Providers may give managed care a second look

Sunday, February 29, 2004

YARMOUTH, Maine - Medicare has been the payer to turn to in recent years following a period of hard times for managed care contracts, but all that could change as massive cuts look to revamp the Medicare fee schedule.

“There are ebbs and flows in the managed care business,” said Schuyler Hoss, president of Northwest Healthcare Management in Vancouver, Wash. “As one [payer] initiates change and reform, people gravitate to the other. I have seen this over 20 years, like the tide, in and out, back and forth.”

A period of steep discounting in managed care contracts drove many providers from the option because they were unable to keep up with the falling prices and demands from HMOs. Although contract competition waned, the smart bidders who remained made the contracts profitable again, Hoss said.

“A lot of HMOs are willing to pay a little more for stable, responsible providers because they have been burned so badly by people who have signed under-funded contracts and six months later demanded more money or tore up the contract,” he said.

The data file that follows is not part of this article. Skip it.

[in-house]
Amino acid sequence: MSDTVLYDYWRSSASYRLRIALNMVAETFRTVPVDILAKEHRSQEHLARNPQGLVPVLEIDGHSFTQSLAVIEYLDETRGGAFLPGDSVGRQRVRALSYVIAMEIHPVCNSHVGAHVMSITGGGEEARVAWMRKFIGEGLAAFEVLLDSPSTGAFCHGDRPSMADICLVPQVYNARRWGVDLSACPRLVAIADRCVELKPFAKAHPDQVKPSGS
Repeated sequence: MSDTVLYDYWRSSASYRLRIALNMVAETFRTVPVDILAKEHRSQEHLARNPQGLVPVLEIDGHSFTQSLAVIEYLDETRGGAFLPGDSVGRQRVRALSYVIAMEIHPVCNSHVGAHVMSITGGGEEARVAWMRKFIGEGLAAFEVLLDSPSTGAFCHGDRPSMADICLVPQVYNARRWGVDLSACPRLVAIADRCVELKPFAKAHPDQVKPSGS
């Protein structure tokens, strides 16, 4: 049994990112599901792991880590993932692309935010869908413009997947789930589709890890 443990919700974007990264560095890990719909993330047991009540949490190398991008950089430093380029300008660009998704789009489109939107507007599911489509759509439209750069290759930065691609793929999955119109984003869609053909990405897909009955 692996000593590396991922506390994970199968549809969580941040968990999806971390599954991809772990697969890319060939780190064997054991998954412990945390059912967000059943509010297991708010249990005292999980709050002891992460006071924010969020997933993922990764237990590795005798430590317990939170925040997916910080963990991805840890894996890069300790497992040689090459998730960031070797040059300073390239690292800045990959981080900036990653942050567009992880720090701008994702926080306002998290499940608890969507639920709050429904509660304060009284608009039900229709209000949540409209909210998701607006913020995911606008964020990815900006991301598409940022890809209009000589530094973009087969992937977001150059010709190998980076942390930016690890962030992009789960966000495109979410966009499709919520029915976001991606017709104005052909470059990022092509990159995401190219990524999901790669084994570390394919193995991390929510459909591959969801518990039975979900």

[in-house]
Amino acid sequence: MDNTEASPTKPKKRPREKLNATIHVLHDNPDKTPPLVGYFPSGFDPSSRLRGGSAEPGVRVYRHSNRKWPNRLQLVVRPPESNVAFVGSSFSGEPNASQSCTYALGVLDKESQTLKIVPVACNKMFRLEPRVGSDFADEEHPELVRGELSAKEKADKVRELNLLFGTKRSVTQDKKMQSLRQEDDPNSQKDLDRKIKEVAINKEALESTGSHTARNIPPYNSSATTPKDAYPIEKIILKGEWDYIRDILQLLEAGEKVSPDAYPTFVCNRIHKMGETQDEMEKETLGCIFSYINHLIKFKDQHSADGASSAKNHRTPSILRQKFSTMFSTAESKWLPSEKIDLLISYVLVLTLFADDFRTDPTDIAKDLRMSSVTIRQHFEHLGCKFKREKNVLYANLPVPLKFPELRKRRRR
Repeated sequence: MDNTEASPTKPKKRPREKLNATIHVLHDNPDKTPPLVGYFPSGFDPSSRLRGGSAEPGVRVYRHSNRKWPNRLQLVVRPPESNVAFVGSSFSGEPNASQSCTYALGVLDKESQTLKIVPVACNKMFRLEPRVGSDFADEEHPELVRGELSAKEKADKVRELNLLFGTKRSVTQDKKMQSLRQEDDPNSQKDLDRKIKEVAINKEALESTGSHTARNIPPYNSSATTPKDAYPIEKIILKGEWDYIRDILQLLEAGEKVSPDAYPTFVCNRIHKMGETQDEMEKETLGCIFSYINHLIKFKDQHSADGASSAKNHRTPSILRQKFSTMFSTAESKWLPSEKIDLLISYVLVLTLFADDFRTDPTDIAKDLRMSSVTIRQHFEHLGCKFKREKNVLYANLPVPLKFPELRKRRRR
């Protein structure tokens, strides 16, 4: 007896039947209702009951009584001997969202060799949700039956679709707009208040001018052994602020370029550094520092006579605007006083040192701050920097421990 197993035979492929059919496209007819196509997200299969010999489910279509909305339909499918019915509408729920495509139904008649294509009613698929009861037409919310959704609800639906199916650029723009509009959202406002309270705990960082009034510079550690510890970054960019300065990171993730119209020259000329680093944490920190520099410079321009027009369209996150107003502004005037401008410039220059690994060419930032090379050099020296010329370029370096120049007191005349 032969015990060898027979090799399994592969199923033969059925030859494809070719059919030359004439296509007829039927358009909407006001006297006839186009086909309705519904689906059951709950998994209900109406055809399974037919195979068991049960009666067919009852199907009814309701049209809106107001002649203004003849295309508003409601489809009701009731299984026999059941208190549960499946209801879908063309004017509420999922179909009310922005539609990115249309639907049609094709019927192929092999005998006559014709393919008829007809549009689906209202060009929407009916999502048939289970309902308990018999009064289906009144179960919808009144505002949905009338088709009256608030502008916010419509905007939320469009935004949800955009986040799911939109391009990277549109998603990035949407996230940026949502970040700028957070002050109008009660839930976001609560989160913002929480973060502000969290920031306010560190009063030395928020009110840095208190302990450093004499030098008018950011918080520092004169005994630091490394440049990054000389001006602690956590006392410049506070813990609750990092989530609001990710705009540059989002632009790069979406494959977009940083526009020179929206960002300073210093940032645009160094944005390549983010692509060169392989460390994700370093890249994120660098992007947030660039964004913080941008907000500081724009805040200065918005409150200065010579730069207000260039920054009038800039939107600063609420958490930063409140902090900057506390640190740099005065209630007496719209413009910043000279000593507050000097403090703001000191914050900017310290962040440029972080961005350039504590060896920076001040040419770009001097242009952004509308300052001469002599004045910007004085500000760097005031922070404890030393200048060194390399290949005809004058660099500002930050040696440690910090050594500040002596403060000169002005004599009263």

Industry watchers expected the managed care market to experience some growth as a result of the Medicare Prescription Drug Act’s changes. However, managed care contracts should not be the only solution from providers looking to lessen their reliance on Medicare since many contracts mimic Medicare changes.

“They will look at rate structures and compare what they are paying to the new Medicare rates and generally they will look to either match or lower what Medicare is paying,” Hoss said.

Steve Lutzger, principle consultant at The Lutzger Group in Escondido, Calif., was more optimistic, saying that some “more enlightened” manage care contractors are willing to negotiate contracts item by item.

“Nobody yet knows how closely the contracts are going to mirror Medicare,” he said.

Neither Medicare nor managed care holds the key, however, and tip toeing back and forth can be a hassle more than a help, say industry insiders, who support a balanced portfolio approach.

“It’s very, very hard to manage a business following a particular payer source,” said Hoss. “You become so vulnerable to their idiosyncrasies and the changes they make. You shouldn’t shun or run away from any of them.”